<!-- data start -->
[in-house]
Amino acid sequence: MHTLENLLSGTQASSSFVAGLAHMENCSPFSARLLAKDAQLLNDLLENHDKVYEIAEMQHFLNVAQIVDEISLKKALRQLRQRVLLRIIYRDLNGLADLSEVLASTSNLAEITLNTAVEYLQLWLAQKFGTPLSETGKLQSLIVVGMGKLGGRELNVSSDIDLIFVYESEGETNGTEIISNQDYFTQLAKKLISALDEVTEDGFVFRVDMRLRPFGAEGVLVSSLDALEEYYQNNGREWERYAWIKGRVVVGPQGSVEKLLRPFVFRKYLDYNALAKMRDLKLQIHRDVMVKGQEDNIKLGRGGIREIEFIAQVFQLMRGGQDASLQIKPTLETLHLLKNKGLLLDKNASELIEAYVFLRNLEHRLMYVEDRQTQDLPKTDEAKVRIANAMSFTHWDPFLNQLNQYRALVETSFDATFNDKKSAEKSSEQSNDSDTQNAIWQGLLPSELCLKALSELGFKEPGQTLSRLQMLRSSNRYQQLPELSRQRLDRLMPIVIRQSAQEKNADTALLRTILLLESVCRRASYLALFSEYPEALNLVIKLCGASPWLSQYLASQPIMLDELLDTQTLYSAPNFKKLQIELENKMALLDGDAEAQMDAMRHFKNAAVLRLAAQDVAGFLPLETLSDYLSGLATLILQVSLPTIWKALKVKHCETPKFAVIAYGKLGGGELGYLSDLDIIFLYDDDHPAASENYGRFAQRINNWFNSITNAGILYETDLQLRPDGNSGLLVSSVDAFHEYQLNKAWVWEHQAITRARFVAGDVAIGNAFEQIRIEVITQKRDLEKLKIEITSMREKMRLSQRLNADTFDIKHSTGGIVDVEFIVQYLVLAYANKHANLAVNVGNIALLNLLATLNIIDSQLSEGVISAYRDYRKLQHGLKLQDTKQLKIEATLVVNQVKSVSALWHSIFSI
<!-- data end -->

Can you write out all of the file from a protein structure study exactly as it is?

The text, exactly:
[in-house]
Amino acid sequence: MHTLENLLSGTQASSSFVAGLAHMENCSPFSARLLAKDAQLLNDLLENHDKVYEIAEMQHFLNVAQIVDEISLKKALRQLRQRVLLRIIYRDLNGLADLSEVLASTSNLAEITLNTAVEYLQLWLAQKFGTPLSETGKLQSLIVVGMGKLGGRELNVSSDIDLIFVYESEGETNGTEIISNQDYFTQLAKKLISALDEVTEDGFVFRVDMRLRPFGAEGVLVSSLDALEEYYQNNGREWERYAWIKGRVVVGPQGSVEKLLRPFVFRKYLDYNALAKMRDLKLQIHRDVMVKGQEDNIKLGRGGIREIEFIAQVFQLMRGGQDASLQIKPTLETLHLLKNKGLLLDKNASELIEAYVFLRNLEHRLMYVEDRQTQDLPKTDEAKVRIANAMSFTHWDPFLNQLNQYRALVETSFDATFNDKKSAEKSSEQSNDSDTQNAIWQGLLPSELCLKALSELGFKEPGQTLSRLQMLRSSNRYQQLPELSRQRLDRLMPIVIRQSAQEKNADTALLRTILLLESVCRRASYLALFSEYPEALNLVIKLCGASPWLSQYLASQPIMLDELLDTQTLYSAPNFKKLQIELENKMALLDGDAEAQMDAMRHFKNAAVLRLAAQDVAGFLPLETLSDYLSGLATLILQVSLPTIWKALKVKHCETPKFAVIAYGKLGGGELGYLSDLDIIFLYDDDHPAASENYGRFAQRINNWFNSITNAGILYETDLQLRPDGNSGLLVSSVDAFHEYQLNKAWVWEHQAITRARFVAGDVAIGNAFEQIRIEVITQKRDLEKLKIEITSMREKMRLSQRLNADTFDIKHSTGGIVDVEFIVQYLVLAYANKHANLAVNVGNIALLNLLATLNIIDSQLSEGVISAYRDYRKLQHGLKLQDTKQLKIEATLVVNQVKSVSALWHSIFSI